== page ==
Dark leafy greens are particularly rich in vitamins A, C and K. Collards, mustard greens and escarole are also excellent sources of folate, important for women of child-bearing age. You may have avoided these nutritious greens in the past because of their bitter reputations, but when you pair them with judicious amounts of intensely flavorful ingredients—like feta cheese, bacon and walnuts—it is easy to balance their bitterness. Now is the time to celebrate the dark side this winter and welcome these beautiful greens into your kitchen.
Beets are the pagan symbol for love and beauty. Find beet greens still attached to the beets or separate in bunches. The color of the veins indicates the color of their root—the beet. Common varieties include red, gold and chioggia, an Italian heirloom variety that has concentric circles of white and pink, purple or red. Each beet has several greens growing from it. The greens have a rich, earthy flavor.
Chard is not Swiss; in fact, the first varieties have been traced back to Sicily. Look for chard’s shiny ribbed leaves and the multicolored stems of the rainbow variety, the red-speckled leaves of red (or ruby) chard, or white chard’s white stems and veins. Some find white chard has the most mild taste—quite similar to spinach, in fact, and red chard to have a stronger, earthier flavor, like that of beets (chard is from the beet family).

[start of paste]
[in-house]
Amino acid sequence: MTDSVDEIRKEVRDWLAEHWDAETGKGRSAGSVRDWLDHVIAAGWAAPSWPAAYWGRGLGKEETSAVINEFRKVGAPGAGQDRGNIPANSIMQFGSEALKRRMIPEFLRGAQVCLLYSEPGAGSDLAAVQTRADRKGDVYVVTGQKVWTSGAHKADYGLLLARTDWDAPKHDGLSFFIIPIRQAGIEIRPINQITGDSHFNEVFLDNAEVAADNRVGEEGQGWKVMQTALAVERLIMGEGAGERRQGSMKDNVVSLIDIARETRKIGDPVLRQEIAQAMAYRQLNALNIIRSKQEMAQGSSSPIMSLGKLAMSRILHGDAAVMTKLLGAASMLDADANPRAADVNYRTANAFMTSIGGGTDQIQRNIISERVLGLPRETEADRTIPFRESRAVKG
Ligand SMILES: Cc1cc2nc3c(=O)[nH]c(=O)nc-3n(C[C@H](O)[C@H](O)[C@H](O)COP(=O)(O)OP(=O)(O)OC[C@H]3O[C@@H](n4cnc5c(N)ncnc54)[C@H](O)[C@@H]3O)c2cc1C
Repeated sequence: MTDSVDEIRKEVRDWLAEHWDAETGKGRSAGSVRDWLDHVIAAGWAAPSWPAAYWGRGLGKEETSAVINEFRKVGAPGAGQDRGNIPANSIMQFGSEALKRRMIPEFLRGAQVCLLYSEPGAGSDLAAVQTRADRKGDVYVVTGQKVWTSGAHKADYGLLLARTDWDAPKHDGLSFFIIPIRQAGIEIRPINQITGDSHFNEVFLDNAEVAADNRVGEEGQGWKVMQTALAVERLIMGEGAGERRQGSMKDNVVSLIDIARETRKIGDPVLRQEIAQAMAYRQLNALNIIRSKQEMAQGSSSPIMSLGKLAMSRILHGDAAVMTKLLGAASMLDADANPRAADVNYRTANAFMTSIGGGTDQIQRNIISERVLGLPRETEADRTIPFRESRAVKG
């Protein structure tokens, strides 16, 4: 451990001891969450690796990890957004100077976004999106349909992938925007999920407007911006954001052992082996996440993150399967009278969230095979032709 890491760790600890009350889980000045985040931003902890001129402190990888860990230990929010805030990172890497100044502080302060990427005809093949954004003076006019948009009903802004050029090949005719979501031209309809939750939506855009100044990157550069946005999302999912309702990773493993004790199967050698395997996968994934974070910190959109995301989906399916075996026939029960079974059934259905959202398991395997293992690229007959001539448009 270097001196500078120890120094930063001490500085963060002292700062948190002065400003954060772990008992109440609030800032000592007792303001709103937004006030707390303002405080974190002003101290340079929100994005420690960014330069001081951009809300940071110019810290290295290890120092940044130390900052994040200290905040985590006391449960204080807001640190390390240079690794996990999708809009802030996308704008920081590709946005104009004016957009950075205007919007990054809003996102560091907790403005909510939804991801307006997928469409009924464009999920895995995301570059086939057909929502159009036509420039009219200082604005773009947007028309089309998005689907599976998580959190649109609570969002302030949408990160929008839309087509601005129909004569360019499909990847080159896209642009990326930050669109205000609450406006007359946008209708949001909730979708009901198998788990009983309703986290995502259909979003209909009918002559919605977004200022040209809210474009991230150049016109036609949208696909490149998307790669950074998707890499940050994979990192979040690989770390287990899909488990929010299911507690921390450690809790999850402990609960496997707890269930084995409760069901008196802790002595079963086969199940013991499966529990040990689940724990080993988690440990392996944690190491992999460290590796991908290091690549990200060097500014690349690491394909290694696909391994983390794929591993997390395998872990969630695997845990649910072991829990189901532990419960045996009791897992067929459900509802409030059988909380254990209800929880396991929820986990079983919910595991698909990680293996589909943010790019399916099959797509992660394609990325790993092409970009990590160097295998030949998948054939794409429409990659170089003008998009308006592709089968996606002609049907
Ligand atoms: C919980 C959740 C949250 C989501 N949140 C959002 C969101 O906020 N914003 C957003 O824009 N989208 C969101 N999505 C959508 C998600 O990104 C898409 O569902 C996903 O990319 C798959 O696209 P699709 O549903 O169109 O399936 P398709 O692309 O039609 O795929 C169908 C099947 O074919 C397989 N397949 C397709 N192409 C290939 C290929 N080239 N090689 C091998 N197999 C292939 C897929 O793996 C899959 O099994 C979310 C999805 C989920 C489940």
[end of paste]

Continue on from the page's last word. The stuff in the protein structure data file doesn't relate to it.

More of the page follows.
Southerners traditionally serve collard greens on New Year’s Day, along with black-eyed peas, to ensure wealth in the coming year. You can spot collards by their flat, broad leaves. While many other greens wilt down when cooked, collards keep most of their volume. Perhaps the most neutral in taste, they benefit from other big flavors in a dish.
A type of chicory (whose botanical name, cichorium intybus, means “January plant”), escarole has tender, broad, pale green leaves that can be eaten raw in salads or lightly cooked in soups, pasta or as a side dish. Seek out escarole near other lettuces in your supermarket. Balance its bitter flavor with a touch of sweetness—think chunks of apple in a salad or dried fruit in a sauté.
Social clubs in northwestern Germany take “kale tours” in January, visiting country inns to consume large quantities of kale, sausage and schnapps. Popular varieties include red Russian, lacinato (or dinosaur) and curly kale (which can range from green to deep purple). Kale’s sharp, peppery flavor is best balanced by a touch of acidity or sweetness.
These pungent, peppery greens are popular around the globe, showing up in everything from Southern soul food to Asian stir-fries. Identify them by their frilly edges. Their flavor is bold so you may want to combine them with other more mild dark leafy greens, like chard, to balance their strong flavor.
Most winter greens are sold in bunches—the exception is escarole, which grows in a lettucelike head. Look for fresh, crisp, brightly colored greens; avoid those that are wilted or blemished. Wash greens well as dirt likes to hide in their nooks and crannies. Fill your sink with lots of cold water and let them soak for a bit, give them a swish, then dry them in a salad spinner. Though all of the stems are edible, we prefer to use only chard and beet stems, discarding the tough stems of collards, kale and mustard greens. If you do choose to use the stems, keep them separate when prepping and cook them for 3 to 5 minutes longer than the leaves.